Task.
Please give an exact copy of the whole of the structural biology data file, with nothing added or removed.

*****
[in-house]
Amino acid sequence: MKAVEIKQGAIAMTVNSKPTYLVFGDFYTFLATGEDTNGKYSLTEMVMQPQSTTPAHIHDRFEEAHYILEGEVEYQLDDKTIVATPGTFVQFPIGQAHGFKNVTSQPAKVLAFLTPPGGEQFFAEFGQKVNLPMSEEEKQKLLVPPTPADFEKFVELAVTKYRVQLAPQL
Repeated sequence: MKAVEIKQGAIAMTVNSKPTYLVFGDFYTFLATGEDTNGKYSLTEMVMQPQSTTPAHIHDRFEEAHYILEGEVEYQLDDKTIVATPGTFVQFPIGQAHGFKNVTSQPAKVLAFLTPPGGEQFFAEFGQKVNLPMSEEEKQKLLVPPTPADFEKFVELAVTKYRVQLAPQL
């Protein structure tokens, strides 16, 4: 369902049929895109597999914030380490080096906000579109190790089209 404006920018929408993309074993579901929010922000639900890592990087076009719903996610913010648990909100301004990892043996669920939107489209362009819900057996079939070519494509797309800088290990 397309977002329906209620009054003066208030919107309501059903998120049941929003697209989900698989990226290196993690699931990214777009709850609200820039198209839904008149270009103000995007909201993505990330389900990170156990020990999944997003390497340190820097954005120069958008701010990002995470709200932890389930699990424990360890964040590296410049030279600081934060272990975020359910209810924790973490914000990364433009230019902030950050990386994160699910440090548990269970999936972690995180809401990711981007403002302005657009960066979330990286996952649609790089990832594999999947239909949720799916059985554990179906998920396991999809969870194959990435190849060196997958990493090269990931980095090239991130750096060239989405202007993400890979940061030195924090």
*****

[in-house]
Amino acid sequence: MKAVEIKQGAIAMTVNSKPTYLVFGDFYTFLATGEDTNGKYSLTEMVMQPQSTTPAHIHDRFEEAHYILEGEVEYQLDDKTIVATPGTFVQFPIGQAHGFKNVTSQPAKVLAFLTPPGGEQFFAEFGQKVNLPMSEEEKQKLLVPPTPADFEKFVELAVTKYRVQLAPQL
Repeated sequence: MKAVEIKQGAIAMTVNSKPTYLVFGDFYTFLATGEDTNGKYSLTEMVMQPQSTTPAHIHDRFEEAHYILEGEVEYQLDDKTIVATPGTFVQFPIGQAHGFKNVTSQPAKVLAFLTPPGGEQFFAEFGQKVNLPMSEEEKQKLLVPPTPADFEKFVELAVTKYRVQLAPQL
């Protein structure tokens, strides 16, 4: 369902049929895109597999914030380490080096906000579109190790089209 404006920018929408993309074993579901929010922000639900890592990087076009719903996610913010648990909100301004990892043996669920939107489209362009819900057996079939070519494509797309800088290990 397309977002329906209620009054003066208030919107309501059903998120049941929003697209989900698989990226290196993690699931990214777009709850609200820039198209839904008149270009103000995007909201993505990330389900990170156990020990999944997003390497340190820097954005120069958008701010990002995470709200932890389930699990424990360890964040590296410049030279600081934060272990975020359910209810924790973490914000990364433009230019902030950050990386994160699910440090548990269970999936972690995180809401990711981007403002302005657009960066979330990286996952649609790089990832594999999947239909949720799916059985554990179906998920396991999809969870194959990435190849060196997958990493090269990931980095090239991130750096060239989405202007993400890979940061030195924090």